SCHOEN: I've noted you're no stranger to technology, neither hardware nor software. What's the impact of technology on your work as a writer, or would you be penning the same sorts of things if you had to do so with a quill on parchment?

WILDE: Well, at one point, quill on parchment was high tech.

What we write about, when we write about tech, is often making something new and powerful that we don't always see the full ramifications of at the outset. And that can be anything, really.

I'd use a fountain pen or a crayon to write if I had to (I'd rather the fountain pen -- a nice Twisbi, with some Noodlers' ink) but not parchment. Probably something with a higher rag content.

SCHOEN: Some genre authors only write short fiction, some only write novels. You've shown that you're comfortable writing both. Beyond just the word count (and pay rate) what are the differences for you, and which do you prefer?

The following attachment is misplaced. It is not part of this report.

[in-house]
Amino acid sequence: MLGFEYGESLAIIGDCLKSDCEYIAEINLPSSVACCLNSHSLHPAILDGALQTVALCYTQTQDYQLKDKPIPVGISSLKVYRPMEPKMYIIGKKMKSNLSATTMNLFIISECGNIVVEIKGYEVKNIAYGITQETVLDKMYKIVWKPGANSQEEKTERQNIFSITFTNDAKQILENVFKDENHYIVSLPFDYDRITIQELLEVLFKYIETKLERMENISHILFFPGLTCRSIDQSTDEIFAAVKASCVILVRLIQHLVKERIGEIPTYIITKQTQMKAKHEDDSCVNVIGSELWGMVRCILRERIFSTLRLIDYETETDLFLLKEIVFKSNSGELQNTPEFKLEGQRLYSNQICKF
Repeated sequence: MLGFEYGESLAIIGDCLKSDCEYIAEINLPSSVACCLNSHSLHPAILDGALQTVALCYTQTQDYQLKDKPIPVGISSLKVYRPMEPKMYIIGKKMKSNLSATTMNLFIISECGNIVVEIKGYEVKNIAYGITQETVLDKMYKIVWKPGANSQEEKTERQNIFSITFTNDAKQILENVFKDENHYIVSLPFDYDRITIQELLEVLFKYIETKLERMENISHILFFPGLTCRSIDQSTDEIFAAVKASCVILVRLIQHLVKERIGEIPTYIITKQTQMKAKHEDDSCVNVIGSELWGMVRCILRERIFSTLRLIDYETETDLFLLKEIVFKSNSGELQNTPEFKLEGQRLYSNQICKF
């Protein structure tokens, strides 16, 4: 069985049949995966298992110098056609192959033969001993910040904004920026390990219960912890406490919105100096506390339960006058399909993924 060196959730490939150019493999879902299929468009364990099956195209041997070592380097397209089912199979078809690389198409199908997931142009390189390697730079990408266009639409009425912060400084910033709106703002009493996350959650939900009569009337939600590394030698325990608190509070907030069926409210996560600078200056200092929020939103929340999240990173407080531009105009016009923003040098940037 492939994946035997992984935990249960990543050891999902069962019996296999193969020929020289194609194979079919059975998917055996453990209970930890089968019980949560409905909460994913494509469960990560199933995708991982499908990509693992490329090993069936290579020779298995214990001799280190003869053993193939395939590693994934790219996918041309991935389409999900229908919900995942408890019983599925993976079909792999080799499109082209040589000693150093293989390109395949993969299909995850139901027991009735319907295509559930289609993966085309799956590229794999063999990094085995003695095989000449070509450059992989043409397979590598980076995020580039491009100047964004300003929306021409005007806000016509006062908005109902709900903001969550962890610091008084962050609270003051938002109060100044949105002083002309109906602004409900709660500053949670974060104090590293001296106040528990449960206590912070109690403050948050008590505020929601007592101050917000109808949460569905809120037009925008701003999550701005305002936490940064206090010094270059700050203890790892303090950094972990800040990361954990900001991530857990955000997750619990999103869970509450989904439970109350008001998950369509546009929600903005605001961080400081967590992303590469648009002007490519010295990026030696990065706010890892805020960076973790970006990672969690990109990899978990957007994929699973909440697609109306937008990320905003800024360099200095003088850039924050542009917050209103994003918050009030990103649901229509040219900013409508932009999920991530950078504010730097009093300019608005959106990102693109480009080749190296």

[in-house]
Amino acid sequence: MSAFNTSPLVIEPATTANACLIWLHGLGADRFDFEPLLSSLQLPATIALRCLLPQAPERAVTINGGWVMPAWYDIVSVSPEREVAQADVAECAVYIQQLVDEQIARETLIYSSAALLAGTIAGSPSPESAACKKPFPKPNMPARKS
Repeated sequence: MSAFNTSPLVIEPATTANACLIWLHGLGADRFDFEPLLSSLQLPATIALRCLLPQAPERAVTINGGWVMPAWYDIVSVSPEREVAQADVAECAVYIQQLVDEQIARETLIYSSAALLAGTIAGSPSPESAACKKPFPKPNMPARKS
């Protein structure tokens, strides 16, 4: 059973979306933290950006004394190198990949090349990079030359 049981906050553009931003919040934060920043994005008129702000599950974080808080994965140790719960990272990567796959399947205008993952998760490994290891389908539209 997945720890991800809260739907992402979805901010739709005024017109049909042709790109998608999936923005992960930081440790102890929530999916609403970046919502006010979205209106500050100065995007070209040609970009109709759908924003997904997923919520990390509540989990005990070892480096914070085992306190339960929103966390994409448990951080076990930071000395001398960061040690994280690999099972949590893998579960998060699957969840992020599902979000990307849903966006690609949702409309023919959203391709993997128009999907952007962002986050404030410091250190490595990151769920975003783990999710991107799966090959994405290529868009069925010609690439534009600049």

WILDE: I like both. Some stories are better suited to 5,000 words, others to 250 words. Some are stronger at 100,000 words.

While I like the speed of short stories, I am enjoying working with longer forms right now.

Differences are kind of deceiving -- you can do as much research for a short story as for a novel, sometimes. Sometimes more.

SCHOEN: It's worth pointing out that you're a regular contributor to the site GeekMom.com, and your writing there epitomizes some of the best aspects of curiosity that drives people in and out of our genre. In fiction, curiosity can be seen as an engine that shapes character's behaviors, as well as a reaction the writer hopes to elicit from her reader. What's your formula for balancing curiosity in your fiction, not just across protagonist and reader, but also your own piqued interest as the writer? Is one more important than the other in your mind?